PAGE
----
18-year-old Helena Muffly wrote exactly 100 years ago today:
Monday, September 15, 1913: For one thing I’ve had a splitting headache this afternoon and it still continues.
Her middle-aged granddaughter’s comments 100 years later:
Ouch. . . headaches are no fun! I wonder what caused Grandma’s headache.
Here is what a hundred-year-old book said about headaches causes:
Headache is a symptom rather than a disease, but there is no symptom which requires more careful investigation of its cause than that of headache. It occurs at all ages, but is most common from ten to twenty-five years and from thirty-five to forty-five years. Women suffer from headache more than men, in the proportion of about three to one. Headaches are most common in the spring and fall of the year and in the temperate climates.
Causes of headache—These may be classified into those in which the blood is at fault; reflex causes; various nervous disorders; and organic diseases.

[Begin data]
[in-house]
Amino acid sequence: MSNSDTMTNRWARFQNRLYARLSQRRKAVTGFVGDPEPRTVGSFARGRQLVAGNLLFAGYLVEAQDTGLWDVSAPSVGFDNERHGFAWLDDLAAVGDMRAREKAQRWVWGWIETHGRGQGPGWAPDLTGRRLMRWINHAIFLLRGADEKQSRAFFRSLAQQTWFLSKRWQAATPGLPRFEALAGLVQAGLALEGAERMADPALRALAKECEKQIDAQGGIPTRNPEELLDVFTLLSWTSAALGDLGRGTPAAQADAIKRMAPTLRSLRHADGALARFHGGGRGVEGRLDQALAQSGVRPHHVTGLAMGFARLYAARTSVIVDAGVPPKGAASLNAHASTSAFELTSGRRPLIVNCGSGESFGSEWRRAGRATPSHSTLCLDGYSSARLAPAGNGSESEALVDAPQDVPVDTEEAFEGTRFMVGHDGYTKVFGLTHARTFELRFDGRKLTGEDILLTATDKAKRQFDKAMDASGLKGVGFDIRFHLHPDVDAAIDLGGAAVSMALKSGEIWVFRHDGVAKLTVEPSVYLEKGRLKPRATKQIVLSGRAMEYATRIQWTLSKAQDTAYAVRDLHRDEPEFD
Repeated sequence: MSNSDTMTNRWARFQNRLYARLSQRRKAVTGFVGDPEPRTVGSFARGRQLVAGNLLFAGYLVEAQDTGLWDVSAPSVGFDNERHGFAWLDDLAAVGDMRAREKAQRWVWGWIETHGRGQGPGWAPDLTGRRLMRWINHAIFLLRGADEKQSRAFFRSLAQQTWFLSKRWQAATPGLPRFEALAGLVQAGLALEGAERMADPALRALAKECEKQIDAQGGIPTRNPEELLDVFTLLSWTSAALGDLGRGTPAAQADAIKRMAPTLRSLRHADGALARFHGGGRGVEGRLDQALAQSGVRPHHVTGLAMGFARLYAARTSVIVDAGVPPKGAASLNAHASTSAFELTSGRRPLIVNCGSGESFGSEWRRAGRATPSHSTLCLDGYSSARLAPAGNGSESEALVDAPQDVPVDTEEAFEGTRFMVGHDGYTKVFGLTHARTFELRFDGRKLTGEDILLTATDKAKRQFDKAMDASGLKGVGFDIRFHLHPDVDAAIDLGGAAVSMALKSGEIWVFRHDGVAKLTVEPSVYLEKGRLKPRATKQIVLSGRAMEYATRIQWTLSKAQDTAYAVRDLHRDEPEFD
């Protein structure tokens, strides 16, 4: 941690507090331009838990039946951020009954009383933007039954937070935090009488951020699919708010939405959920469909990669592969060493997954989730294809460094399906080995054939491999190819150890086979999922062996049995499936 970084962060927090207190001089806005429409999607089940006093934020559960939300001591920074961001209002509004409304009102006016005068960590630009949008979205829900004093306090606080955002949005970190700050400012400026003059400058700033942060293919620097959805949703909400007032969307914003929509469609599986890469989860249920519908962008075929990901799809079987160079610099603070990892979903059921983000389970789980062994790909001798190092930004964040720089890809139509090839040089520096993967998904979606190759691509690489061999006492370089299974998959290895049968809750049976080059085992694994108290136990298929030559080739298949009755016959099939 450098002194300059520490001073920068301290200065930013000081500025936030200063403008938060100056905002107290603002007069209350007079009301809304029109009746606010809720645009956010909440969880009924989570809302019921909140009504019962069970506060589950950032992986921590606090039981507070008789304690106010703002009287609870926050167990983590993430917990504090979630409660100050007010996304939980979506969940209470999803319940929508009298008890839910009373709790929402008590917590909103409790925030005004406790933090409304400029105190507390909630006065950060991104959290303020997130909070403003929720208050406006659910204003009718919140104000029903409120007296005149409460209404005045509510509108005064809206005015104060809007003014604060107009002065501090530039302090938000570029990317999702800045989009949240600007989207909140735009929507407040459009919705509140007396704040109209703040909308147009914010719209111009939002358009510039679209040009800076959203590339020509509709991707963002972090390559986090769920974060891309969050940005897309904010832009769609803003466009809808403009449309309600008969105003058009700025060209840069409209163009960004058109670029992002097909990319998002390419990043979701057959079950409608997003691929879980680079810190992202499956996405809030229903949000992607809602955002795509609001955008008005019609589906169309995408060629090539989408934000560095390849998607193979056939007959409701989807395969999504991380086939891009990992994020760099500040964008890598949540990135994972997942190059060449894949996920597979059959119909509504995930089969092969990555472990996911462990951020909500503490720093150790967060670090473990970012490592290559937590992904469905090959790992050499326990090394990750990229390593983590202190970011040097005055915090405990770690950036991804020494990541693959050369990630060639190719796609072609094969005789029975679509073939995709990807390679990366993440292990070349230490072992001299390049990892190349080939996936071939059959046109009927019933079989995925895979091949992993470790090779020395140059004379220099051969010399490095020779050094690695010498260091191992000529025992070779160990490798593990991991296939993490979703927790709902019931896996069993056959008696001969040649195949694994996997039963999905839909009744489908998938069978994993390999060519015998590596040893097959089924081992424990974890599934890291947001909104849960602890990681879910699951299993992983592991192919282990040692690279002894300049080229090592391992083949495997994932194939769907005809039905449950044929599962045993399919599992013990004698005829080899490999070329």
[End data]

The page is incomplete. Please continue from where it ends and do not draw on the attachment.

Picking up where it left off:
The blood may be impoverished, as in the case of anemia, where there is a deficiency in hemoglobin; but by far the most frequent cause of headache is where the blood is disordered, as in gout, rheumatism, kidney diseases, diabetes, and the infectious fevers and malaria.
Among the more common reflex causes are eye-strain, especially errors of refraction; disorders of digestion, particularly constipation; and pelvic disorders, as in inflammation of the pelvic viscera.
Functional diseases of the nervous system causing headache are overwork, neurasthenia, hysteria, epilepsy, and neuritis.
Among the most common of the organic diseases is arteriosclerosis; other diseases are meningitis and brain tumors.
Personal Hygiene and Physical Training for Women (1911) by Anna M. Galbraith
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